The Living Church. Entirely Yours. 20 5 2018. <livingchurch.org>.

Wall, Robert. New interpreter’s Bible The Acts of the Apostles. Vol. IX. Nashville: Abingdon Press, 2015. X vols.

 

[1] A parishioner knew the movie, “An Angel in My Pocket” starring Andy Griffith and Jerry Van Dyke, 1969

Vulnerable Saints

A sermon for Proper 27 & All Saints
Proper 27: Haggai 1:1-5b – 2:9, Psalm 145:1-5, 18-22, Luke 20:27-38
All Saints: Ephesians 1:11-23

 

Tuesday is election day. The responsibility to vote is relatively new. In Samuel and Chronicles, the people do have a say in approving who is appointed to be anointed King, but not who the person is. But it is not so much the story of voting as it is the story of their turning away from God. Ancient Athens and Rome had something like voting, and the selection of popes and the Holy Roman Emperor included a type of vote. But what we think of as elections first appears in 17th century Europe in limited ways (Britannica). The responsibility to vote in the United States is a long ~ ever changing story. In 1776 only males who owned land could vote; just 6 percent of the people were eligible to vote for president when George Washington was elected. In 1856 all white males gained voting rights, in 1870 voting rights could no longer be denied because of race, in 1920 women gained voting rights, in 1947 all Native Americans gained voting rights, 1952 people of Asian Ancestry gained voting rights, legislation guaranteeing voting rights was passed in 1963, ‘64, ‘65, ‘66, and ‘67, in 1971 the age to vote was lowered to 18, and in 2000 residents of U.S. colonies become citizens, but cannot vote (KQED). If you have not already voted, I encourage you to exercise the relatively rare responsibility to vote.

There is also some biblical direction to vote. In Romans Paul writes:

Let every person be subject to the governing authorities; for there is no authority except from God, and those authorities that exist have been instituted by God. Therefore, whoever resists authority resists what God has appointed (NRSV, Romans 13:1-2).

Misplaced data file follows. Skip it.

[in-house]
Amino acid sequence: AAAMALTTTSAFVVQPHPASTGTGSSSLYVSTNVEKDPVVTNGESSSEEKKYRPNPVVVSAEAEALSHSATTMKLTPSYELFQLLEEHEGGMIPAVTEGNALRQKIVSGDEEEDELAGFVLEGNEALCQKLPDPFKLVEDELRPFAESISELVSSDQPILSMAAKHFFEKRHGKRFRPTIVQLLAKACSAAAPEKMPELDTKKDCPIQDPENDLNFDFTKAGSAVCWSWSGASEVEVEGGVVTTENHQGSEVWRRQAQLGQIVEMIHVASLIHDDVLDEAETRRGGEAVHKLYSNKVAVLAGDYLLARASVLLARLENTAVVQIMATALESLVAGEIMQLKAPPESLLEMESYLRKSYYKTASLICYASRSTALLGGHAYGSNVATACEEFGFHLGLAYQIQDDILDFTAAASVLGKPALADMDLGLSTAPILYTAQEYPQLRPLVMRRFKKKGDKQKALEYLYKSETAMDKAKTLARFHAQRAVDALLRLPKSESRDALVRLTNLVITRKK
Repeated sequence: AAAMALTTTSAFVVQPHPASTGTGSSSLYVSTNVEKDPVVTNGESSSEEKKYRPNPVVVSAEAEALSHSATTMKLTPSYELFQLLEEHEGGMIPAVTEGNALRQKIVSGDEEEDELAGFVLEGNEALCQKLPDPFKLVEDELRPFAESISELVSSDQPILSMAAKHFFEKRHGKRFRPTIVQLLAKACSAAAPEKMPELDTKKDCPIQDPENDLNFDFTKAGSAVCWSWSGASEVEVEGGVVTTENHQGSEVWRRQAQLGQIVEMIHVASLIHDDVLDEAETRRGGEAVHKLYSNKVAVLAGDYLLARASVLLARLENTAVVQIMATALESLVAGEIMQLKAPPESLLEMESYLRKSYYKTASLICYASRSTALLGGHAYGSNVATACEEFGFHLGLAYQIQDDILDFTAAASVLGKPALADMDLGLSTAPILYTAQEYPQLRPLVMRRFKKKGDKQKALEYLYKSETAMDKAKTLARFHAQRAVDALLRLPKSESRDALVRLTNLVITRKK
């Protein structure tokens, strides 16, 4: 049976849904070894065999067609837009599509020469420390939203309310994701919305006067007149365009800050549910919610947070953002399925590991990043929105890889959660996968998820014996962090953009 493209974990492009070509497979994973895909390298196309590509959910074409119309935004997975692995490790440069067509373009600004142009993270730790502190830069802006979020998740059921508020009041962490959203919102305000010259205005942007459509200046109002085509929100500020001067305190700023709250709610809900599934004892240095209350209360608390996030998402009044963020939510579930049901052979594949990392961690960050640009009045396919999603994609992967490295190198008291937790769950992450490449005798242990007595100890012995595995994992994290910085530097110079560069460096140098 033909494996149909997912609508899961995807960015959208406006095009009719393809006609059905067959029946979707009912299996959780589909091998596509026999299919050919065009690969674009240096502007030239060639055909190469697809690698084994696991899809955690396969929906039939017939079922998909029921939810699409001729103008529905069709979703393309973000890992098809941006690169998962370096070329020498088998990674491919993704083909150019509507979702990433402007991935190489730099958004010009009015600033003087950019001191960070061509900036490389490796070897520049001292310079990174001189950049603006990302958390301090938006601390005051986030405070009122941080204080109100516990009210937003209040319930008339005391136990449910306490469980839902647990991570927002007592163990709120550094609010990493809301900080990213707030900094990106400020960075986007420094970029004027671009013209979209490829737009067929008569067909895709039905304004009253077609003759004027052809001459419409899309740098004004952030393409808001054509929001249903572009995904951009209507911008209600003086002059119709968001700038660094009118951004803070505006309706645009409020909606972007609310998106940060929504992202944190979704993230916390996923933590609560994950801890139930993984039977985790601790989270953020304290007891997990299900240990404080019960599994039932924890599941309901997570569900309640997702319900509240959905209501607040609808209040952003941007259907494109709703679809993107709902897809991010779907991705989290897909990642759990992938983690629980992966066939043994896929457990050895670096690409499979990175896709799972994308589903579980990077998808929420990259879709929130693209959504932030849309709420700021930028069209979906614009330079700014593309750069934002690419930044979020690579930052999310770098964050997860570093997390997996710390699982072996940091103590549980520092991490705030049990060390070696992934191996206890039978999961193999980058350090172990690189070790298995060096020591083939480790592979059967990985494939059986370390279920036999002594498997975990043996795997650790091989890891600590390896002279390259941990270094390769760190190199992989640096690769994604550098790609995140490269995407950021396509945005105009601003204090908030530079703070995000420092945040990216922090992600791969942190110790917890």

Without getting caught up in the resisting authority bit, Paul implies God is at work in establishing governments, and we have a responsibility to follow the established rules, which includes voting. To thoughtfully and prayerfully exercise your responsibility to vote is following God’s way.

I do understand that this has not been an easy nor comfortable election season. Many people I know are not comfortable with either the Republican nor the Democratic candidate. I know several who voted for one of the many other choices; there are 8 presidential candidates on the Arkansas ballot and as many as 31 candidates on ballots scattered across all the states (Politics1). I know many people are feeling vulnerable because of the implications of threats from self-appointed poll watchers. There was an incident in Arkansas; a person was standing in the doorway telling at least one person to shut up and go home (Musa). I know folks who are uncomfortable with the thought that people will not accept the results if their candidate does not win. I know folks who are genuinely concerned about the sporadic talk of taking up arms. So yes, this is a season in which you might very well feel vulnerable. So, it just may be a good thing that our observation of All Saints Day and election day fall so close to each other. But before we get there, let’s remember that we are not the first people of God to feel vulnerable.